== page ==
John Cridland, head of the CBI (Confederation of British Industry), says British companies should pay workers more and offer them better opportunities so that they may come out of dead-end minimum wage jobs.
In his New Year message, John Cridland, CBI Director-General, says that we need to make sure that all British citizens benefit from the economic recovery that is taking hold. Economic growth should be properly balanced across the country, he added.
“The recovery is taking root and business leaders have a spring in their step compared to this time last year – but this is no time to rest on our laurels. Businesses must support employees in every part of the country to move up the career ladder, while also giving a helping hand to young people taking their first tentative steps into the world of work.”
“As the financial situation of many firms begins to turn a corner, one of the biggest challenges facing businesses is to deliver growth that will mean better pay and more opportunities for all their employees after a prolonged squeeze. It’s really positive news that jobs are now being created fairly consistently across the UK. Encouragingly, this is also shaping up to be a full-time recovery with the majority of new jobs permanent.”
For the first time since the start of the great recession, the majority of companies will be increasing the size of their workforces in 2014, taking on more graduates and apprentices.
It is thanks to the UK’s flexible labor market that the economy managed to survive during a long and extended downturn. Our relatively low unemployment rate would be threatened if labor flexibility were suffocated by inappropriate regulation, Cridland emphasized.
People who propose restrictive legislation “miss the point; it’s not just the floor we should be concerned with – as Britain has a strong base of employment rights. It is also the escalator – how we ensure people move on from that first job.”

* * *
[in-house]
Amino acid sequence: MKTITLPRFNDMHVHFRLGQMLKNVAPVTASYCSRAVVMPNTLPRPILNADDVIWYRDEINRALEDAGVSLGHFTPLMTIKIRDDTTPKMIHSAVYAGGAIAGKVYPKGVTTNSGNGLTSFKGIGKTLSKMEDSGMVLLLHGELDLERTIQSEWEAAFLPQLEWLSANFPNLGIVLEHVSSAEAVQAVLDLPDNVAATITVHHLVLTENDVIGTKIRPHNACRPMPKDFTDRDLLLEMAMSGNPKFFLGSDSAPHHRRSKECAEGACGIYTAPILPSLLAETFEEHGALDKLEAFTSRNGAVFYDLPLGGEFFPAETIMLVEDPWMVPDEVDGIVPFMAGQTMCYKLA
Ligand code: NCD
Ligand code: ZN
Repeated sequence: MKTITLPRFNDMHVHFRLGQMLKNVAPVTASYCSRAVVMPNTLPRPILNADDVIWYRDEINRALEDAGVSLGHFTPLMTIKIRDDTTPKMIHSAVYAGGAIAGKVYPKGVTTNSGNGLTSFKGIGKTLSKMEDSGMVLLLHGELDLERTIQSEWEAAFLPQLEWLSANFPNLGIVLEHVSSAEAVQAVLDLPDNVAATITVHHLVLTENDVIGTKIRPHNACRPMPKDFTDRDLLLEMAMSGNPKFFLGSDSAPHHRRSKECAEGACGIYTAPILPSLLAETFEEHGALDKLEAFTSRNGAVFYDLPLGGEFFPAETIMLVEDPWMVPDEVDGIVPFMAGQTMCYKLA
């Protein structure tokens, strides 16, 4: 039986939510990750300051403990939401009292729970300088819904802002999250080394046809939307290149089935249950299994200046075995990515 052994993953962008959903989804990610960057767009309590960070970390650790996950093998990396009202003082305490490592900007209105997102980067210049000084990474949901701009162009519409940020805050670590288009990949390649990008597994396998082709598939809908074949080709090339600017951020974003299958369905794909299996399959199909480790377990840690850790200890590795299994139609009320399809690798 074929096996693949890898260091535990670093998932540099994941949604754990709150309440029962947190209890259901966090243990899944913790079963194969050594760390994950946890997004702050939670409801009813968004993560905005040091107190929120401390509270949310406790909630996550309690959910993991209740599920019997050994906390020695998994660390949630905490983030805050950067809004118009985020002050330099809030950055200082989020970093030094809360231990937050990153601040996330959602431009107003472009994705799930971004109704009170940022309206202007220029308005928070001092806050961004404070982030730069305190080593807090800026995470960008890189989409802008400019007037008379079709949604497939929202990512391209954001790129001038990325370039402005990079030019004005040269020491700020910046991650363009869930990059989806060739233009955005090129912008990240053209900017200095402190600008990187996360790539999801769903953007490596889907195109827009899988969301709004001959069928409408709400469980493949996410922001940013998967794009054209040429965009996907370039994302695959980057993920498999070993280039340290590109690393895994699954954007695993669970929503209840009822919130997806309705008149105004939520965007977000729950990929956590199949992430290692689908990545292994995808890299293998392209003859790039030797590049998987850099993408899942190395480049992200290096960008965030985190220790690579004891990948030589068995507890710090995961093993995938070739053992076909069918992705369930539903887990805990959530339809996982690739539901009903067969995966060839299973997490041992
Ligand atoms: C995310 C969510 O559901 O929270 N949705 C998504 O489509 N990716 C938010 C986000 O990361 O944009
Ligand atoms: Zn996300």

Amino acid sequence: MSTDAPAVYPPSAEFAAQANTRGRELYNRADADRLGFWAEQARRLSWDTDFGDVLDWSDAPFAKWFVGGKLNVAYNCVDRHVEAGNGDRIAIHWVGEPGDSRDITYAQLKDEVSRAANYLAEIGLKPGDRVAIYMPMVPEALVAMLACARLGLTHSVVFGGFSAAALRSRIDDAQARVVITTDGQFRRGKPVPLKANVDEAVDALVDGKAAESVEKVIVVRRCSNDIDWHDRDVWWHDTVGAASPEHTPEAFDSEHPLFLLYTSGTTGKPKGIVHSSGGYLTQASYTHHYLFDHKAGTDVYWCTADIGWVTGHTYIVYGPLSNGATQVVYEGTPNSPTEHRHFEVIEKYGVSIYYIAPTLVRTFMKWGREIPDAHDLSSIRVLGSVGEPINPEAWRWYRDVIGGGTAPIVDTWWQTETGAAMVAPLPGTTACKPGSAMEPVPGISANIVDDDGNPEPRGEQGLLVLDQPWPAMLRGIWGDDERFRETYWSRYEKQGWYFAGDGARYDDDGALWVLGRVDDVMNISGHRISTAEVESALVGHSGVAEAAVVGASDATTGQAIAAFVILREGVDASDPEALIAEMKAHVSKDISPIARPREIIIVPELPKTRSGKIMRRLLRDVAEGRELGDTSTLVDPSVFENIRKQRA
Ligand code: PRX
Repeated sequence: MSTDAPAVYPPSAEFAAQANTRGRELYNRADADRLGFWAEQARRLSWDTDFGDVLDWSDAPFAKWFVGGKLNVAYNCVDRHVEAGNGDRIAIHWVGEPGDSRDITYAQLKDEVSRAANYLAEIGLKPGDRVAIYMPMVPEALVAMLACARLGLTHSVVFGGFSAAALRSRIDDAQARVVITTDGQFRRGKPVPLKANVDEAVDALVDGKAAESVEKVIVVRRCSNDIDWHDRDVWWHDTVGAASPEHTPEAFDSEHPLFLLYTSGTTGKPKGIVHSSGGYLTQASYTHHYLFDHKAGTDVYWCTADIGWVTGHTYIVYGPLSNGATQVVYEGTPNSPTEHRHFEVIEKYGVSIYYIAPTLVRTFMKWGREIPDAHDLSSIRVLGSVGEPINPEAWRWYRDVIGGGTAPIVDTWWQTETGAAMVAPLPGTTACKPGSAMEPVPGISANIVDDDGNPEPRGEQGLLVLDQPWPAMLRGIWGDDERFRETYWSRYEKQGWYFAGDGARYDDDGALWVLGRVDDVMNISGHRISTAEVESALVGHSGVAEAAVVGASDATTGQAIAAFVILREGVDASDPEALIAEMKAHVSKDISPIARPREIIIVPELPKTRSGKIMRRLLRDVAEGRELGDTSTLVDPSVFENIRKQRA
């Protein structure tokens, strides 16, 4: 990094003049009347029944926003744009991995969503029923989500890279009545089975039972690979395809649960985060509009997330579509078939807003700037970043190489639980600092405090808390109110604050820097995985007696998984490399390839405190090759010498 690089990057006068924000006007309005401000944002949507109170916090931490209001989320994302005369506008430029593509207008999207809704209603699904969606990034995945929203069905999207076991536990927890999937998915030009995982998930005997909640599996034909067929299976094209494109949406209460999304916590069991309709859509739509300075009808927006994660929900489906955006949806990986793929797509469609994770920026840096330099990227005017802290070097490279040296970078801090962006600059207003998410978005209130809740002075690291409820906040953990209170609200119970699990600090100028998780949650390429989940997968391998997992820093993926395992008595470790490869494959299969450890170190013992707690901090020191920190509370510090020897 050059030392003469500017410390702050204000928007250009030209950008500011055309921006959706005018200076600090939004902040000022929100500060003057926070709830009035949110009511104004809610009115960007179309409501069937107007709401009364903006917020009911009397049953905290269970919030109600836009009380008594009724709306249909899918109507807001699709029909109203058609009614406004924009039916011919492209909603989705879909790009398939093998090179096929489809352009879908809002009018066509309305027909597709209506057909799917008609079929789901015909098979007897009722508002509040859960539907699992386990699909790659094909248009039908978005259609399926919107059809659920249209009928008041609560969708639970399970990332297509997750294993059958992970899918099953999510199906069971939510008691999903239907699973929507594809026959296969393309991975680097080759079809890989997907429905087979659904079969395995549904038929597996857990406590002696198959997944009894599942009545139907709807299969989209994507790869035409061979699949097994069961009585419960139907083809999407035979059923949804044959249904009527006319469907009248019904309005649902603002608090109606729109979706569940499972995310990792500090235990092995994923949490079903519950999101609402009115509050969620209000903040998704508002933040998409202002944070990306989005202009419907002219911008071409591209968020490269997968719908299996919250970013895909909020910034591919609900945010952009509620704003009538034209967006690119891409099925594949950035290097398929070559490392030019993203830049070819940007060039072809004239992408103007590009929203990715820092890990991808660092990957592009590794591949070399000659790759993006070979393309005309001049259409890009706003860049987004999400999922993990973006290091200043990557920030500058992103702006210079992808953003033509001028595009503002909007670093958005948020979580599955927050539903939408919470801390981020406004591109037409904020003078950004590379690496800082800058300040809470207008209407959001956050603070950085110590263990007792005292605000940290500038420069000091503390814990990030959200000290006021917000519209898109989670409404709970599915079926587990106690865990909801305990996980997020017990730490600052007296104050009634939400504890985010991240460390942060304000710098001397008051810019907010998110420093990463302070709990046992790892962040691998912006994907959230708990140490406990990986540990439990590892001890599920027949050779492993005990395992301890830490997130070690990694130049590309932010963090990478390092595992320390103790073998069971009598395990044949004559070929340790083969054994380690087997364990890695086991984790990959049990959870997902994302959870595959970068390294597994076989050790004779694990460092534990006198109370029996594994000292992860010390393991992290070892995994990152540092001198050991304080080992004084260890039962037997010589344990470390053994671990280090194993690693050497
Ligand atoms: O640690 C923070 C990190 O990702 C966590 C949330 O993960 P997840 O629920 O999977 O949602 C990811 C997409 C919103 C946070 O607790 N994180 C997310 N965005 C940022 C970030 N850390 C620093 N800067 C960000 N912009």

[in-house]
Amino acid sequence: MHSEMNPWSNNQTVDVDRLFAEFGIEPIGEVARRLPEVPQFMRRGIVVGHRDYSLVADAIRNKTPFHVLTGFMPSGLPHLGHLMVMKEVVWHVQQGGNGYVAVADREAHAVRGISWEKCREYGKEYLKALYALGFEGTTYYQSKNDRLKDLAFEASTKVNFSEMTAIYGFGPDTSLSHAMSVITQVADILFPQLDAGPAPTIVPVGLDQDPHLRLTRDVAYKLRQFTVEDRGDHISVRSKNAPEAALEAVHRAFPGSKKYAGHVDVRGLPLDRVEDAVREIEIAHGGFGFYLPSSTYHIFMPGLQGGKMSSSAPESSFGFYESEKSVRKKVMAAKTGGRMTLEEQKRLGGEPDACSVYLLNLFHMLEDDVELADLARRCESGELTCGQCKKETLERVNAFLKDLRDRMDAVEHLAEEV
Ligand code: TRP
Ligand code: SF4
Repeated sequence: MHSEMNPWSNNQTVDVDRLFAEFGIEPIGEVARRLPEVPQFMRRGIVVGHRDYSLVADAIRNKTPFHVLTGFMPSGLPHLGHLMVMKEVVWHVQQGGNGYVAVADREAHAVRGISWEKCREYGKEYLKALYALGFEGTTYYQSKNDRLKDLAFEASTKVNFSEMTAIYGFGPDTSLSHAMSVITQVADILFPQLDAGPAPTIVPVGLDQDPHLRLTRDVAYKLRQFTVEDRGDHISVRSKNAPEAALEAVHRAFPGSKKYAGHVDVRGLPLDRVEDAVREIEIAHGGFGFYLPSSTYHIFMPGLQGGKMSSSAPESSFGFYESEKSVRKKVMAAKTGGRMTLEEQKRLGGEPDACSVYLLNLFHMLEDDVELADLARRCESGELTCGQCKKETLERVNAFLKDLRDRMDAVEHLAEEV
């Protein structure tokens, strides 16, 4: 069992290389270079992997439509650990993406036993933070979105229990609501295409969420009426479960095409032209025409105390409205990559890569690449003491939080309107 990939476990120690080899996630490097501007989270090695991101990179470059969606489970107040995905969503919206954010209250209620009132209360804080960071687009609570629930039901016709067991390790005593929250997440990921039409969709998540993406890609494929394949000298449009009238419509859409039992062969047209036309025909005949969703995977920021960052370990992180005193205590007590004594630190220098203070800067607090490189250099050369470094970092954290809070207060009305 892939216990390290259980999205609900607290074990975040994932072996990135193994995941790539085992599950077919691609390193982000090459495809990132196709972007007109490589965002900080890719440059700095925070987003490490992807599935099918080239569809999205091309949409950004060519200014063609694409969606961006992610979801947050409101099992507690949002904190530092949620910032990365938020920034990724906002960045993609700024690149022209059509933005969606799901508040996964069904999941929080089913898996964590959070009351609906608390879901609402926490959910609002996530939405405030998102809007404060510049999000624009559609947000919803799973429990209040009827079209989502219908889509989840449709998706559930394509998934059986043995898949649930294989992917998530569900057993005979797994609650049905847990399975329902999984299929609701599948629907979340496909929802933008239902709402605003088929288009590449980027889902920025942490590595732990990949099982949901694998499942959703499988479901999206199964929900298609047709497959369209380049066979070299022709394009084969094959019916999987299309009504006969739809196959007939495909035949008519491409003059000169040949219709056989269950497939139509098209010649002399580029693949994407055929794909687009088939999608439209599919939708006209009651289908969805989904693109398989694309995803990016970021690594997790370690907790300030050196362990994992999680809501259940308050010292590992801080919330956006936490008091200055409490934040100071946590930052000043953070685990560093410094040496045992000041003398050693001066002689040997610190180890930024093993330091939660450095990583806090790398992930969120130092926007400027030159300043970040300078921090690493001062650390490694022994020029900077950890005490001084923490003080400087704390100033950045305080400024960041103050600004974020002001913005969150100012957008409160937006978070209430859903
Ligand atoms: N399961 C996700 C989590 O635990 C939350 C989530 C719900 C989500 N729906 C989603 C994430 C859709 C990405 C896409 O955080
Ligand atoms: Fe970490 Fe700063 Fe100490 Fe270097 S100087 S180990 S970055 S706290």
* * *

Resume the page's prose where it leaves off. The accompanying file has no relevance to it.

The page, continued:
Although salaries will increase in 2014 as economic growth consolidates and productivity improves, there are still too many employees stuck in Minimum Wage jobs with no clear career prospects. Cridland believes this “serious challenge” must be addressed by firms and the Government.
Regarding skills and training, Cridland said:
“The future of the UK economy is undoubtedly higher-value and higher-skill, so training is critical to helping people move onwards and upwards, and key to our national success, particularly when it comes to delivering an effective industrial strategy. We need to widen the gateways into higher-skilled work for far more people, including those already working, or those for whom a degree may not be the best option. Of course, that doesn’t mean the end of the traditional three-year degree and universities will continue to play an important role in delivering growth.”
“However, at the moment, employers and potential students alike simply don’t have enough information on study options like higher apprenticeships and part-time higher education. That’s despite some excellent, well-established, programs at companies like McDonald’s and Asda.”
According to the CBI, over fifty percent of British companies either have or are considering implementing schemes to help their workers reach their full potential; one quarter of them are investigating whether there are potential issues that are holding staff back.
Move away from consumer and government debt
The 2008 financial crisis and the Great Recession that followed should have taught us about the perils of relying on consumer and government debt as drivers of our economy. As economic growth takes a stronger hold, it is important to make sure that the recovery is well-balanced, Cridland stressed.
“A sneak preview of our new CBI growth indicator, which we will officially launch at the end of January, suggests the recovery is broad-based and continues to gather pace. This new value-added analysis across our key economic surveys, covering the retail, manufacturing and service sectors, will act as an important bellwether on how the recovery is shaping up next year and beyond.”
“In 2014, we do still need to see far more business leaders getting on planes to sell their products and services in new markets around the world. And as confidence continues to improve, we also need to see more companies re-investing their profits in the UK. And while the economic outlook is improving, business is moving into a period of political uncertainty with European elections, a referendum on Scottish independence, a general election, and a potential EU referendum all looming. Our view is clear: we are better off inside the EU reforming it from within, and the UK is more than the sum of its parts and we must stick together.”